The United States of America is a diverse country and ethnically. Six races are recognized by the U. S. Census Bureau for statistical purposes: White, American Indian and Alaska Native, Black or African American, Native Hawaiian and Other Pacific Islander, people of two or more races. "Some other race" is an option in the census and other surveys. The United States Census Bureau classifies Americans as "Hispanic or Latino" and "Not Hispanic or Latino", which identifies Hispanic and Latino Americans as a racially diverse ethnicity that comprises the largest minority group in the nation. People of European descent, or White Americans, constitute the majority of the 308 million people living in the United States, with 72.4% of the population in the 2010 United States Census. They are considered people who trace their ancestry to the original peoples of Europe, the Middle East, North Africa. Of those reporting to be White American, 7,487,133 reported to be Multiracial. Additionally, there are Latinos.
Non-Hispanic Whites are the majority in 46 states. There are four minority-majority states: California, New Mexico, Hawaii. In addition, the District of Columbia has a non-white majority; the state with the highest percentage of non-Hispanic White Americans is Maine. The largest continental ancestral group of Americans are that of Europeans who have origins in any of the original peoples of Europe; this includes people via African, North American, Central American or South American and Oceanian nations that have a large European descended population. The Spanish were some of the first Europeans to establish a continuous presence in what is now the United States in 1565. Martín de Argüelles born 1566, San Agustín, La Florida a part of New Spain, was the first person of European descent born in what is now the United States. Twenty-one years Virginia Dare born 1587 Roanoke Island in present-day North Carolina, was the first child born in the original Thirteen Colonies to English parents. In the 2017 American Community Survey, German Americans, Irish Americans, English Americans and Italian Americans were the four largest self-reported European ancestry groups in the United States forming 35.1% of the total population.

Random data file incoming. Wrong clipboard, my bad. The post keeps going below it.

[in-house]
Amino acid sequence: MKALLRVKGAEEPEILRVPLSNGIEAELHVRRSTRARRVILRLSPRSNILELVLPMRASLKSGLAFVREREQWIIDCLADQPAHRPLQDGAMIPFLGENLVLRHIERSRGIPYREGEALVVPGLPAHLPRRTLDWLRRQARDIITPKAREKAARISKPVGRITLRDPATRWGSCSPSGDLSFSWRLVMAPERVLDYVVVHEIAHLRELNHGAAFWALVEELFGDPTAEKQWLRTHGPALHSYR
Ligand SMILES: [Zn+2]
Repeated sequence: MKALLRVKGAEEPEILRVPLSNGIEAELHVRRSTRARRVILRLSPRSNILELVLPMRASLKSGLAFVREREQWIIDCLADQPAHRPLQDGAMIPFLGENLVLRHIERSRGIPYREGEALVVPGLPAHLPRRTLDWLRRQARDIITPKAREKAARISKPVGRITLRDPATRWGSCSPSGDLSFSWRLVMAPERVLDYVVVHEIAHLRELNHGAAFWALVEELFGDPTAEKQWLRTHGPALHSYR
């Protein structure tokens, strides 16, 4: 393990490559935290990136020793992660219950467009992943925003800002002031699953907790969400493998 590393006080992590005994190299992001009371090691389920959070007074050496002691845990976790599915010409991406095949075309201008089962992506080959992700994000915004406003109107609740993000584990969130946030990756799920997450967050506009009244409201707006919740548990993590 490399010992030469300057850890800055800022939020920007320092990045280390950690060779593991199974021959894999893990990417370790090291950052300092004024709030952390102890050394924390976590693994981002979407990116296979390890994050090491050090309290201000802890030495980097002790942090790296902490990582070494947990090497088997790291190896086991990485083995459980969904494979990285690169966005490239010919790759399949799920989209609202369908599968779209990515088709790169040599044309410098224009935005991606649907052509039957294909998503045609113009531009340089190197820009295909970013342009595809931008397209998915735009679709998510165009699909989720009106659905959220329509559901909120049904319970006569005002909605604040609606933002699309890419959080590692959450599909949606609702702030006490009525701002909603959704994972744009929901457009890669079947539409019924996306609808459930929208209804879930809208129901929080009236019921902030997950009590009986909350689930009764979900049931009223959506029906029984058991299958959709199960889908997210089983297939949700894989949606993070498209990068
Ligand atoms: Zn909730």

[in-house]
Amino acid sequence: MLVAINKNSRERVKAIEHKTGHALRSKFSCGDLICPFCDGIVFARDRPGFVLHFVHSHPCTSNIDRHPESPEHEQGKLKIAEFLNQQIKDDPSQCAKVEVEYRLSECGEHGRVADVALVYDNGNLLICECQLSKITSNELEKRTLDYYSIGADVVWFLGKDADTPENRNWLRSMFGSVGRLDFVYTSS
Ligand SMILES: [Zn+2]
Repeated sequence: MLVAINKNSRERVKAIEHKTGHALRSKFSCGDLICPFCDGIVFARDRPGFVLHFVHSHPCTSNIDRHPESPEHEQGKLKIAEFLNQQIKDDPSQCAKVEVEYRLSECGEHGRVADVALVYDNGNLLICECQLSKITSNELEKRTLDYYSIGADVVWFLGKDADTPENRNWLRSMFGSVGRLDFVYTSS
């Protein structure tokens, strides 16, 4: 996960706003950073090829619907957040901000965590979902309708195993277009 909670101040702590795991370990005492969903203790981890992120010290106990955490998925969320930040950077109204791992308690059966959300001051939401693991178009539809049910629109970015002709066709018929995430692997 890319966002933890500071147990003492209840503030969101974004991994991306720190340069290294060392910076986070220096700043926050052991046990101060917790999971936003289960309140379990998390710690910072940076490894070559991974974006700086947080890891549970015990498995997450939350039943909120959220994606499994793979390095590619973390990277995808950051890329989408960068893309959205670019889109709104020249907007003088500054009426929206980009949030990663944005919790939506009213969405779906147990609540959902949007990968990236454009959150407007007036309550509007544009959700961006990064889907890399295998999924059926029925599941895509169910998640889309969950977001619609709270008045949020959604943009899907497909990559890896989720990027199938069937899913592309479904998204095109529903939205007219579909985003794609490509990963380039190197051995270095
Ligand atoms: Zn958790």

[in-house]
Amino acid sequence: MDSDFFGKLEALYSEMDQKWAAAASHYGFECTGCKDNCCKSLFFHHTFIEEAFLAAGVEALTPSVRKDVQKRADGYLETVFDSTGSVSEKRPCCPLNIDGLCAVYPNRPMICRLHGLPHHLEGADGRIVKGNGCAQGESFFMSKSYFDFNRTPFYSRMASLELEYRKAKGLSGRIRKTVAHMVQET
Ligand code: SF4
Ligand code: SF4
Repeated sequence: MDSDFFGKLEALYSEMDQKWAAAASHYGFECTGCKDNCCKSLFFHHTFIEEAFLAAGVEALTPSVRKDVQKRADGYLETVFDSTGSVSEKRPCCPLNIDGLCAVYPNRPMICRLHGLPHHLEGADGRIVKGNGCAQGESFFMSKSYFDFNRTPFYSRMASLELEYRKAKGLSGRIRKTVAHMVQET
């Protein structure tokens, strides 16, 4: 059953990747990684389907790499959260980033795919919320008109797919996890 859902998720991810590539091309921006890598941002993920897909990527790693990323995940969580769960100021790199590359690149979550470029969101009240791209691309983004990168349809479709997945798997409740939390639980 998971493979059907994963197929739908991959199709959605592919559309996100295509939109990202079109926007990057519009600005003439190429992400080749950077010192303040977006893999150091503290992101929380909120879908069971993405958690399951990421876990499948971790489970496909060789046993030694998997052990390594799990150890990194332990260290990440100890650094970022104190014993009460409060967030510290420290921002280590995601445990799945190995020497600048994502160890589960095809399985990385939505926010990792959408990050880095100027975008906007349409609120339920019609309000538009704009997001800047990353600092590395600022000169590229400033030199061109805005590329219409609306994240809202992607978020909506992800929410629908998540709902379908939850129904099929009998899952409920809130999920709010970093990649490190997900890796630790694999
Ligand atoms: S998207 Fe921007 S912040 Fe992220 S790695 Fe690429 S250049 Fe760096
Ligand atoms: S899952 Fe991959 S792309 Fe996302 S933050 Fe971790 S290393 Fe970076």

However, the English Americans and British Americans demography is considered a serious under-count as they tend to self-report and identify as "Americans" due to the length of time they have inhabited America. This is over-represented in the Upland South, a region, settled by the British. Overall, as the largest group, European Americans have the lowest poverty rate and the second highest educational attainment levels, median household income, median personal income of any racial demographic in the nation. According to the American Jewish Archives and the Arab American National Museum, some of the first Middle Easterners and North Africans arrived in the Americas between the late 15th and mid-16th centuries. Many were fleeing ethnic or ethnoreligious persecution during the Spanish Inquisition, a few were taken to the Americas as slaves. In 2014, The United States Census Bureau began finalizing the ethnic classification of MENA populations. According to the Arab American Institute, Arab